‘Better Call Saul’: Lalo Dies, Death Scene With Gus Ending Explained

SPOILER ALERT: Do not read if you have not watched the eighth episode of “Better Call Saul” Season 6, titled “Point and Shoot.”

After shooting Howard (Patrick Fabian) in the head and holding Saul (Bob Odenkirk) and Kim (Rhea Seehorn) hostage in their own home, Tony Dalton’s terrifying-yet-suave villain Lalo Salamanca has finally died, and at the hands of Gus Fring (Giancarlo Esposito), no less. And in a twisted cherry on top of “Better Call Saul’s” suspenseful Season 6 Part 2 return, it’s revealed that Lalo is buried beneath Gus’ meth super-lab.

Lalo came so close to exposing Gus to the rest of the Salamanca cartel. Very calmly and thoroughly, he explained his plan for Saul to drive to Gus’ house, ring his doorbell and shoot him — all while Lalo is standing over Howard’s dead body. However, Saul convinced him to send Kim instead, saying that she’d be less conspicuous approaching Gus’ house in the middle of the night. Before Kim can pull the trigger at Gus’ secure safe house, Mike (Jonathan Banks) intervenes and stops the attempted hit — which was really all a distraction for Lalo to get video evidence of Gus’ secret meth lab. However, Gus decides to check on his lip and runs into Lalo, who murders his guards, takes Gus hostage and shoots a round into his bulletproof vest.

With Gus at gunpoint, Lalo foolishly allows him to say his last words to Don Eladio (Steven Bauer) and the cartel on camera. While delivering a scathing monologue to the drug bosses down in the high-tech meth lab that Walt and Jesse will eventually use in “Breaking Bad,” Gus turns out the lights, grabs a gun and fires the clip at Lalo. When the lights turn back on, we see Lalo choking on his own blood from a fatal neck wound. He flashes a chilling smile at Gus, then dies.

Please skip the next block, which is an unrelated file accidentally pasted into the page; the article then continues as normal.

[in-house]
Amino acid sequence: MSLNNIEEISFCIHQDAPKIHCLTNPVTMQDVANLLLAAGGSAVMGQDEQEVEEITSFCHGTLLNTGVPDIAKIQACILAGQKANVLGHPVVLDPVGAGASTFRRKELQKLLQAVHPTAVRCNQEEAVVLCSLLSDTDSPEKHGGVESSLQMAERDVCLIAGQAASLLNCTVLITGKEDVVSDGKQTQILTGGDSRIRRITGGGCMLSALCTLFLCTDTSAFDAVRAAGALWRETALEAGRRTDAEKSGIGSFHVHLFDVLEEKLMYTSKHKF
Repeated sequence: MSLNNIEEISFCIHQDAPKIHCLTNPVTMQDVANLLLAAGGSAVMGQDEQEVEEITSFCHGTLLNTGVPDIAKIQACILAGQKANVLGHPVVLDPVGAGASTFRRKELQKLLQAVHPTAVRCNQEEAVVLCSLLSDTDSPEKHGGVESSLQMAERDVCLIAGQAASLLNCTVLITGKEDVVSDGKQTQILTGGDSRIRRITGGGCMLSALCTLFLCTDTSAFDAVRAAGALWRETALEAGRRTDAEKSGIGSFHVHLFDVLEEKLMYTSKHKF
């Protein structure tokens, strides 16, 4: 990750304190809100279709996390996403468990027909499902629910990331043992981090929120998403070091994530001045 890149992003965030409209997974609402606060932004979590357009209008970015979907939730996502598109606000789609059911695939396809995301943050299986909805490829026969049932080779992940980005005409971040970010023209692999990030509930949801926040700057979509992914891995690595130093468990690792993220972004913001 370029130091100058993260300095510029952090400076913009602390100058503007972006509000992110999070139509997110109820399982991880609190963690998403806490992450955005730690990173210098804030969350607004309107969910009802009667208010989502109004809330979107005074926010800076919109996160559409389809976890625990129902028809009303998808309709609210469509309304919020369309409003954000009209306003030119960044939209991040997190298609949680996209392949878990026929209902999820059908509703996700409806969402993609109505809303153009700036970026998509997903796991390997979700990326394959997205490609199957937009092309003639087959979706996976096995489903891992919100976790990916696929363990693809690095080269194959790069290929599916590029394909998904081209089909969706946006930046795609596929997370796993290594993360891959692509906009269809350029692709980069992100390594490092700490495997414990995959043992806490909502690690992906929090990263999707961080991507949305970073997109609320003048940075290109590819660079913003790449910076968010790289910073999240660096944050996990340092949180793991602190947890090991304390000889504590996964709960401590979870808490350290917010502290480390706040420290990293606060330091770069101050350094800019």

With VarietyDalton breaks down filming his death scene, his fatal showdown with Gus and Lalo’s impact on “Breaking Bad.”

When did you find out that Gus was going to kill Lalo this season?

It was a while back, but I got a call before we started shooting during the pandemic. I got a Zoom call from [creators] Vince [Gilligan] and Peter [Gould]. It was more about how excited they were about what was happening than they were about me dying. Like, “Oh my god, this is going to be crazy what’s going to happen.” They were talking about Howard’s death and that I kill him, and then they’re like, “And then you die.” I was just thankful that I got the job and worked with these guys and the character became so integral to the story. You don’t get gigs like that very often.

When Saul convinces Lalo that Kim should be the one to go to Gus’ house, do you think Saul was trying to protect her? Or did Saul think that Kim could actually pull off the job better than he could? When I watched it I thought the latter, but Kim mentions later that Saul was looking out for her.

It’s funny you say that because when we saw that in Tribeca and Saul says “Let her go,” everybody started laughing in the theater. When we all met up, Bob said, “Do you think they’re gonna think I was just throwing her under the bus?” I said I didn’t think so. We never thought about it when we were filming it or reading it. But when you see it, it kinda maybe looks like what you said. It wouldn’t even cross my mind that that would happen, but it might look like that. More power to the writers and creators because it’s like, “You motherfucker, did you just send your wife to kill somebody?” Bob and I, when we were talking at dinner, he figured if she left the room, she’d have more of a chance at being alive — period. That’s in his mind, which is what I thought too, get her out of here. Whoever stays here might die, and whoever leaves can just drive off or have a better chance.